Re: Boot Logo Questions....

Brian Weiss (
Wed, 13 May 1998 17:55:55 -0700 wrote:

> From: Brian Weiss <>
> I like stuff like that. But user-friendliness can be bad. When something becomes more
> user-friendly, and graphical... you get less control and you see less of what's going on
> in your operating system. When I'm online from win95 I feel very very insecure because
> Wrong.
> User-friendliness is *never* bad.
> User-friendliness done badly, like with W95, is bad.
> It is the implementation that is bad, not the user-friendliness.
> you can't see a single thing that happens. You don't see packets to and from your system
> and you don't see other system msgs. You have very little control over what happens
> around you. In Linux console, it's completely the opposite. I see every single little
> tiny thing that happens, and it can all be logged. Now, when I boot into X, there is
> And who, pray tell, is suggesting we disable logins?
> Who, pray tell, is even *not* *emphasizing* that this should be an
> option, and one that can be disabled for any given boot even if it is
> turned on.
> lot from it, which is why I even run X now. The trick is not to take it too far, like
> win95 did. I just hope to god the Linux developers know where the line stands between
> good GUI and user-friendliness and bad, and can stay on the good side of that line.
> No, the trick is to do it *right*.
> Good user friendliness == show the user what he wants to see, no more,
> no less.
> Bad user friendliness == show the user what *you* want him to see.
> You are not arguing against user-friendliness here, Brian. You are
> arguing that *your* idea of good is what should be forced upon
> *everyone* using Linux.
> Can you really defend that position? Did you realize you were taking
> it?
> PS - whoever the hell it was that wrote that big long reply that's all speaking in
> riddles and shit... you almost have some good points in there, but with all the riddles
> and stupid crap that's in it too... it's just annoying. not to mention you completely
> misunderstood many many things i said and spit out a bunch of crap about things i think,
> which i dont actually think. try not to make so many assumptions about things you dont
> understand. thanks.
> Ah, yes. The old 'I didn't understand your argument, therefore it must
> be crap' argument.
> Good one.
> Shalon Wood
> -
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Boy did you contradict yourself. I don't think I've ever seen that much contradiction in one
mail. First you say there ISNT any kind of bad user-friendliness, then you say there is. And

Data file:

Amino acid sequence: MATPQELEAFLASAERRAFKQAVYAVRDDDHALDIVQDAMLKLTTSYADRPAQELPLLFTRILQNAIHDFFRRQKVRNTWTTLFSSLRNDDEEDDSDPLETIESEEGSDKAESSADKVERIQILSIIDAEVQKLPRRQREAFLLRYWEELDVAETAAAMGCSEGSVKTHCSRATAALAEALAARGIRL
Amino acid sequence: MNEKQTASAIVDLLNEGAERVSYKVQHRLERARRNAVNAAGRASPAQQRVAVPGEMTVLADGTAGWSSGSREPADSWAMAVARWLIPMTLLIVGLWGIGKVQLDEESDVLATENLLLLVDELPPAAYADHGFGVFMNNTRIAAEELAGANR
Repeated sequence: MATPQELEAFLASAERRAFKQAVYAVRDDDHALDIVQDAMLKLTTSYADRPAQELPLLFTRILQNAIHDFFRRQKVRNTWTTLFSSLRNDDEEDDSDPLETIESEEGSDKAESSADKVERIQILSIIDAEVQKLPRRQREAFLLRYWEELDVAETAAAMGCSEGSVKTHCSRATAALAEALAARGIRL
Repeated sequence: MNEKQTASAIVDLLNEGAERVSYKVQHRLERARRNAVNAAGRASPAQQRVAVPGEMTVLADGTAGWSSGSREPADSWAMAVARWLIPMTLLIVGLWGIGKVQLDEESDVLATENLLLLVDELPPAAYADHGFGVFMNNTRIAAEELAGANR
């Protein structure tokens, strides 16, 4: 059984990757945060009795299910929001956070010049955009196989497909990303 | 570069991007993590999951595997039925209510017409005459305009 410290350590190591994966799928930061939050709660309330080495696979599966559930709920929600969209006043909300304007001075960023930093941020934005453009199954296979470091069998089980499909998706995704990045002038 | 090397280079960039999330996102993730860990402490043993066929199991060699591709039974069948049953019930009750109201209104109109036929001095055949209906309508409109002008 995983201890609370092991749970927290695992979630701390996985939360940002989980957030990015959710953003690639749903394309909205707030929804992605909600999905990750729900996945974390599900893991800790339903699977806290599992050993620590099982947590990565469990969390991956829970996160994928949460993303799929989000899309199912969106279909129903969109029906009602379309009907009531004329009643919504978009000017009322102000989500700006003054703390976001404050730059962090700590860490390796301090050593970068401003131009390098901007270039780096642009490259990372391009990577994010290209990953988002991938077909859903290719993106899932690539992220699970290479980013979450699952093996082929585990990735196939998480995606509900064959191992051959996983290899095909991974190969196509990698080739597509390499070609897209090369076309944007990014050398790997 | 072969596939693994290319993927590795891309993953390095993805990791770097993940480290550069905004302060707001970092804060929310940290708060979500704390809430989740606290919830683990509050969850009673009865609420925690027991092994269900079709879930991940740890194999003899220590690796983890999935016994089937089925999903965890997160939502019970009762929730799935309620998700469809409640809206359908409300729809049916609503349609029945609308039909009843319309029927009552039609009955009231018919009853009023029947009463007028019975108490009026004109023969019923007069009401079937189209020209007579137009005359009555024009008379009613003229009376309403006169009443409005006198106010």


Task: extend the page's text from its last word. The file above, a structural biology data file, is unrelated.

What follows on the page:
also, who DID say anything about disabling logins and stuff like that? So far all I've seen
are people putting words into my mouth. All I was trying to say is that graphics and
user-friendliness generally hide things from the user. Not in ALL cases, but in many. The X
window system is proof of this. It's still Linux, and contains almost all the power of Linux,
and even more. Yet I do see a little bit less of what goes on in my system because of it. This
is a pretty mild example and to most people there is no difference. I had things set up so I
would see everything tiny little speck of a thing that happened involving my system in any
way, and X takes some of that away.

"You are not arguing against user-friendliness here, Brian. You are
arguing that *your* idea of good is what should be forced upon
*everyone* using Linux."

I don't know where you got that from. In fact, I never even said what should really be done
about this boot logo thing other than the fact that I'm against it. In fact, I think a boot
logo would be great, just not something that hides boot msgs. Now, if something was to hide
them.. it will most definately be an option, but I hope to god it doesn't hide them by
default. And I say most of the things I say because most of the crap I see about people being
"scared by boot msgs" seems like complete bullshit to me. Out of everyone I've ever seen run
Linux, I've not seen one that has ever been even slightly intimidated by the boot msgs. Even
when running it the first time. Whoever said the statement about how DOS has just as many, if
not more boot msgs, is exactly right in their theory. No one was ever worried about the
DOS boot msgs. I really don't see why people are getting so fired up over this and flaming me
because I stated an opinion.

If you want a boot logo or splash screen... GO GET ONE. I've seen plenty of them floating
around and all seem very easy to setup.

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